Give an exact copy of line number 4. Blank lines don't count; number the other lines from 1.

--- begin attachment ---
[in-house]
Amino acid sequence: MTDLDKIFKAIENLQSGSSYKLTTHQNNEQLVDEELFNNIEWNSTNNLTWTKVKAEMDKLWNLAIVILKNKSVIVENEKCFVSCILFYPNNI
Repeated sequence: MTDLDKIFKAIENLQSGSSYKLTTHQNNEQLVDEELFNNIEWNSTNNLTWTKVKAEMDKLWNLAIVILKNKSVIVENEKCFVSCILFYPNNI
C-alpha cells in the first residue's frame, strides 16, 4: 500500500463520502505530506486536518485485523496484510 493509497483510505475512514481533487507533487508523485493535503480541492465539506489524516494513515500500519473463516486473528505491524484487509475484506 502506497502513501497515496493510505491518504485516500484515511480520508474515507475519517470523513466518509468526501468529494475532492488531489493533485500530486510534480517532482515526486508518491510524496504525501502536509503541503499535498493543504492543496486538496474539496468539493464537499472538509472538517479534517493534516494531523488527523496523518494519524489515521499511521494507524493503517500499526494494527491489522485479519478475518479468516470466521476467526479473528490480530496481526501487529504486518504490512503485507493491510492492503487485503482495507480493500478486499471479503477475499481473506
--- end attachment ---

C-alpha cells in the first residue's frame, strides 16, 4: 500500500463520502505530506486536518485485523496484510 493509497483510505475512514481533487507533487508523485493535503480541492465539506489524516494513515500500519473463516486473528505491524484487509475484506 502506497502513501497515496493510505491518504485516500484515511480520508474515507475519517470523513466518509468526501468529494475532492488531489493533485500530486510534480517532482515526486508518491510524496504525501502536509503541503499535498493543504492543496486538496474539496468539493464537499472538509472538517479534517493534516494531523488527523496523518494519524489515521499511521494507524493503517500499526494494527491489522485479519478475518479468516470466521476467526479473528490480530496481526501487529504486518504490512503485507493491510492492503487485503482495507480493500478486499471479503477475499481473506